Marie Danforth, Ph.D.

Professor, Department of Anthropology and Sociology

 

My research specialization is the field of bioarchaeology, which is the study of human remains recovered in archaeological settings. Through their analysis, we are able to address questions ranging from nutrition to health to activity patterns that help in the reconstruction of the population's lifeways. I have worked with groups from a number of cultural settings, including prehistoric Native Americans from the Southeast and French Colonial immigrants at sites in both Mississippi and Michigan. In these latter groups, we are exploring the effects of colonialism on health, especially as they relate to ancestral and ethnic markers. In conducting this work, we not only use traditional methods of observation of skeletal remains, such as measurement, but also incorporating newer technologies including 3-D scanning, isotope analysis and DNA assessment.

This summer new research opportunities will open up at USM in that one of the largest Maya series will become curated here. It includes some 558 individuals from the site of a visita mission at Tipu, Belize, located on the Maya frontier and dates from approximately 1560 to 1638.

We also on occasion are involved with forensic work with local law enforcement agencies. The lab has participated in over 50 cases since 2000.

Publications since 2007:


in press In the Shadow of Moundville: A Bioarchaeological View of
the Transition to Agriculture In the Central Tombigbee
Valley of Alabama and Mississippi. Third author with K A
Shuler, S C Hodge, J L Funkhouser, C B Stantis, D N Cook,
and P Zeng. Journal of Anthropological Archaeology. Early
view.


in press Patterns of Interobserver Error in the Scoring of Entheseal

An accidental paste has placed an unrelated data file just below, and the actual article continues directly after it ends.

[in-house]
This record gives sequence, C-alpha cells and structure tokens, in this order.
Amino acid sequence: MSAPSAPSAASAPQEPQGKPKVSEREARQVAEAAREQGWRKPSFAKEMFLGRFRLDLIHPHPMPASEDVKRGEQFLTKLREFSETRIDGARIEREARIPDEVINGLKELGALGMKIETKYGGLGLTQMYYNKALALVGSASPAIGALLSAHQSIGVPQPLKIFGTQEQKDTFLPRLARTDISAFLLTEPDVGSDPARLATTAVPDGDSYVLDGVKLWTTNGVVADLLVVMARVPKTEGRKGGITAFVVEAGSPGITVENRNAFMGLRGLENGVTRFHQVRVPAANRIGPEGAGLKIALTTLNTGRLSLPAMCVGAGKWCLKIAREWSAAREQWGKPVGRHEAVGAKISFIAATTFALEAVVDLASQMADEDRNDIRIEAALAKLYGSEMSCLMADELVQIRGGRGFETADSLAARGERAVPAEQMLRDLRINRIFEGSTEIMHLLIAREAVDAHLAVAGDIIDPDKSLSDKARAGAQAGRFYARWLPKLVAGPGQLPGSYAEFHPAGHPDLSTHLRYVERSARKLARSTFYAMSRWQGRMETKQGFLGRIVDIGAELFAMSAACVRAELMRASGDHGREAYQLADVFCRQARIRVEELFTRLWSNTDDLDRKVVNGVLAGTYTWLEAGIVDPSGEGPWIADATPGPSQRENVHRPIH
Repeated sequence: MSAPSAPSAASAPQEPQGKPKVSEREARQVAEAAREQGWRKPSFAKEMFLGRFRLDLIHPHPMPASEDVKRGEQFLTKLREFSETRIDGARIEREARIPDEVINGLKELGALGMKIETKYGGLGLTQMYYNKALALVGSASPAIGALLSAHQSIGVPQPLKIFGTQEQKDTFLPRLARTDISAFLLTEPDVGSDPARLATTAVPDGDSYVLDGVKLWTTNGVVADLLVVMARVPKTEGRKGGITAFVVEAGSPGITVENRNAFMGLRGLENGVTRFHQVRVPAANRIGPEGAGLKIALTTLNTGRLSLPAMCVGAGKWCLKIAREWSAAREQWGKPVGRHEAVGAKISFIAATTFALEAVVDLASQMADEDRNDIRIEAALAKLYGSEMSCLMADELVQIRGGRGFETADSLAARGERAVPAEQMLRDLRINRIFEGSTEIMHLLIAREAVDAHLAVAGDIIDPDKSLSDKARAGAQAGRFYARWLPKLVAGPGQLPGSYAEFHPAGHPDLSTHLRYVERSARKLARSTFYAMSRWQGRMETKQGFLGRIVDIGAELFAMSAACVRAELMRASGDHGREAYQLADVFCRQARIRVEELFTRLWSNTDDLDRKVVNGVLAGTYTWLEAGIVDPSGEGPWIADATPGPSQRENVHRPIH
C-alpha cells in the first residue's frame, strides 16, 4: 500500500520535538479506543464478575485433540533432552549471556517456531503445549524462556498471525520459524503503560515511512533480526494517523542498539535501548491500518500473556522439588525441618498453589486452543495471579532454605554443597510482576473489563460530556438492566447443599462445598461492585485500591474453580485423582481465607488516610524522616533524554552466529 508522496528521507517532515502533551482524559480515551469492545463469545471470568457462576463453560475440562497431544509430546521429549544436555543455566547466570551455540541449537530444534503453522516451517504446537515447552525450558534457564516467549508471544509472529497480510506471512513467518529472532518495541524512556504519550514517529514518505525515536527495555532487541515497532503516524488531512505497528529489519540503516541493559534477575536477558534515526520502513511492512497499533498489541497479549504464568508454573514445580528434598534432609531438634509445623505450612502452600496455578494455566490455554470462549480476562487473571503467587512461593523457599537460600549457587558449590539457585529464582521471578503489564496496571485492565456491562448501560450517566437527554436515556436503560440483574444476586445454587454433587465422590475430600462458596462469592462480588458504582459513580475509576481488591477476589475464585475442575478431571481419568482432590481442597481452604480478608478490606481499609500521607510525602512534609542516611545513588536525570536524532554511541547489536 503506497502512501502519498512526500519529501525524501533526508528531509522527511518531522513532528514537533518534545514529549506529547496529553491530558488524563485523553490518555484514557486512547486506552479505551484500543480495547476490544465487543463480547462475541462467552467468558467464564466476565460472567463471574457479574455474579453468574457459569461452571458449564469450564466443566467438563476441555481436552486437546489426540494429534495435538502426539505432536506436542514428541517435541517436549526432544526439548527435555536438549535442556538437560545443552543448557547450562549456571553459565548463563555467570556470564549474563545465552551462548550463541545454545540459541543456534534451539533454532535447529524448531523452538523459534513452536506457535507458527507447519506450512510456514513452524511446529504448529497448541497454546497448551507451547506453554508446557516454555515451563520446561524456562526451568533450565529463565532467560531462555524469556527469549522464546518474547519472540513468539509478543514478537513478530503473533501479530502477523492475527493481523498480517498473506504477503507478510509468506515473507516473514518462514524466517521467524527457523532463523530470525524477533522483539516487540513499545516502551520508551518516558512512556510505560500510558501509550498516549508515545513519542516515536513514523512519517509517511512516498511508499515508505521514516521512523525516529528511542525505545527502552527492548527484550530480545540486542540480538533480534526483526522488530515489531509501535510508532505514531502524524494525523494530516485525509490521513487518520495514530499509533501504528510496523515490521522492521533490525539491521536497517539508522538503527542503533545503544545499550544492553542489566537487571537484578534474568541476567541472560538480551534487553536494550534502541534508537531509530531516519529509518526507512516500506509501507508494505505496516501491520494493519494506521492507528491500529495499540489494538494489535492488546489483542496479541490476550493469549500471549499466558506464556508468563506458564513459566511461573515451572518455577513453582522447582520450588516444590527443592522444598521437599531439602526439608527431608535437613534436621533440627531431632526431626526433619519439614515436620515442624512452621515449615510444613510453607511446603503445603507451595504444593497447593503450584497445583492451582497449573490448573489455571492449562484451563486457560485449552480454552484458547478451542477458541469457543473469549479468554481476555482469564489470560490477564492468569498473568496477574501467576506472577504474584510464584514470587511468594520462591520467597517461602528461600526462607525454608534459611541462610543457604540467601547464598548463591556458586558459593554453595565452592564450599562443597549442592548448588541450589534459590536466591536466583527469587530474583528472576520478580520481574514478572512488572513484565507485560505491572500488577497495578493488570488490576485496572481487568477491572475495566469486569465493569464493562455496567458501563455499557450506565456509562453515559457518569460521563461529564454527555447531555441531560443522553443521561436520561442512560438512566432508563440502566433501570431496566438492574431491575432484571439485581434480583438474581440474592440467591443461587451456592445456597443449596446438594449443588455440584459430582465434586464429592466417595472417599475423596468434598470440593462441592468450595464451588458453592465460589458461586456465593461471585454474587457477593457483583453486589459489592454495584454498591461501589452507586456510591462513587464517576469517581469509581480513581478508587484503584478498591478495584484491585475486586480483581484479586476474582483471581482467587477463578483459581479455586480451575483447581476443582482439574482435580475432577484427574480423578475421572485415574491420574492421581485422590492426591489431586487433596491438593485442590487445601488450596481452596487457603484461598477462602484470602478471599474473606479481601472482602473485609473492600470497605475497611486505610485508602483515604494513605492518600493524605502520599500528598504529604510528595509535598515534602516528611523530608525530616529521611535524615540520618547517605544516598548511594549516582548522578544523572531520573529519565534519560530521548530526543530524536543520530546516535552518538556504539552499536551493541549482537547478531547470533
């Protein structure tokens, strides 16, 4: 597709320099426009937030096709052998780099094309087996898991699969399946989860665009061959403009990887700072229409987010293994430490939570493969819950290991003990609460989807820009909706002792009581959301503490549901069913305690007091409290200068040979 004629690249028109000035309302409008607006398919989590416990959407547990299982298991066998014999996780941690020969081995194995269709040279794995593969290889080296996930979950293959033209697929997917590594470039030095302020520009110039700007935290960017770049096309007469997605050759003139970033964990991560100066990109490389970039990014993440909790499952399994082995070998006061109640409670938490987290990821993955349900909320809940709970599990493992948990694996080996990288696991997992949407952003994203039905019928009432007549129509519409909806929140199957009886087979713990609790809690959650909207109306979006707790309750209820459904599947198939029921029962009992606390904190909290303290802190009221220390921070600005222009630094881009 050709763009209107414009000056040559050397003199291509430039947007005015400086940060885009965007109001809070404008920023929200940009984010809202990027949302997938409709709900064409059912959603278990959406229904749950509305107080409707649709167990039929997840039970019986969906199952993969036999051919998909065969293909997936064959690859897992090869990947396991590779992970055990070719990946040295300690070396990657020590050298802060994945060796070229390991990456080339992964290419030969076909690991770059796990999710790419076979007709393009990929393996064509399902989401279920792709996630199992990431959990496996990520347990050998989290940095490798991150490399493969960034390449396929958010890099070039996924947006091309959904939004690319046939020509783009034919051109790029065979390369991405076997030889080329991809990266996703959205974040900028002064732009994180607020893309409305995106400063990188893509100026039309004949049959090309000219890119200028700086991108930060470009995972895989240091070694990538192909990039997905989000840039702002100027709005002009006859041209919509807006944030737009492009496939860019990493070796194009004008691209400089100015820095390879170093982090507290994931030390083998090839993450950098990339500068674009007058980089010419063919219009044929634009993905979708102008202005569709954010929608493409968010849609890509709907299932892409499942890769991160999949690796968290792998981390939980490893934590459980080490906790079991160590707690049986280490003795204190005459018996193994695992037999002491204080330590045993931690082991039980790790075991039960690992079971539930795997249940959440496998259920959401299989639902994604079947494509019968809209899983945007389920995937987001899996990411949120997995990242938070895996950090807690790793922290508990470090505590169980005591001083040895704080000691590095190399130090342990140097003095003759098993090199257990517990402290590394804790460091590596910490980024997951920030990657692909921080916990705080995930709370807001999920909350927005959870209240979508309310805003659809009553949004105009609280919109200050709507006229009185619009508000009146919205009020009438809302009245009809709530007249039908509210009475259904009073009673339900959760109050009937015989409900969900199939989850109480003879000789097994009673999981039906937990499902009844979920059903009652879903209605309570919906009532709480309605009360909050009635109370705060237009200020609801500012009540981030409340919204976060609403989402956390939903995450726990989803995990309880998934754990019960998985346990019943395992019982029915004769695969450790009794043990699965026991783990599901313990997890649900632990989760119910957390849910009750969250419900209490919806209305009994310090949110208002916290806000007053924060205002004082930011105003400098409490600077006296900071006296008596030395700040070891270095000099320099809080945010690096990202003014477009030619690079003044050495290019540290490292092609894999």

Changes. Second author with C B Davis, K A Shuler, and K
Herndon. International Journal of Osteoarchaeology. Early
view.


2012 Upper Limb Musculoskeletal Stress Markers with the
Transition to Agriculture in the Southeastern United States:
A View from Moundville and the Central Tombigbee River
Valley of Alabama and Mississippi. Third author with K A
Shuler and Z Peng. Homo, The Journal of Comparative
Human Biology 63:413-434.


2012 A Compilation and Synthesis of Mississippi Bioarchaeology.
Mississippi Archaeology, 42:105-174. (Volume dated 2008)


2011 The Moran Site (22HR511): An Early Eighteenth Century
French Colonial Cemetery in New Biloxy, Mississippi. In
French Colonial Archaeology in the Southeast and
Caribbean, edited by M Hardy and K Kelly, pp 64-81.
University Presses of Florida, Gainesville.


2011 Challenges in Approaches to Skeletal Stature Estimation:
An Example from Prehistoric Eastern Mississippi and
Western Alabama. Second author with K A Shuler and J
Auerbach. Southeastern Archaeology, 30:377-389.


2010 Determination of Ancestry in a French Colonial Cemetery in
Biloxi, MS, Using mtDNA and Isotope Analyses. Fifth author
with D N Cook, B T Hester, M D Stephens, and T D
Hensley. Mississippi Archaeology 44:1-26.


2009 Patterns of Secular Change in the Human Mandible over
the Last Century. Second author with D C Martin.
American Journal of Human Biology 21:104-106.


2009 A Model Juvenile Growth Curve for the Ancient Maya. First
author with G D Wrobel, D Swanson and C W Armstrong.
Latin American Antiquity 20:3-13.


2008 Estimation of Handedness Using Standard Osteometrics.
First author with A Thompson. Journal of Forensic Sciences
53:777-781.


2007 Health and the Transition to Agriculture in the Deep South:
Mississippi, Alabama and Tennessee. First author with K P
Jacobi, G D Wrobel, and S Glassman. In: Ancient Health:
The Skeletal Indicators of Economic and Political
Intensification edited by M N Cohen and G Kramer-Crane,
pp 61-79. University Press of Florida, Gainesville.


2007 Bioarchaeology. Second author with Shannon Chappell
Hodge. Journal of Alabama Archaeology, 53(1-2):122-138.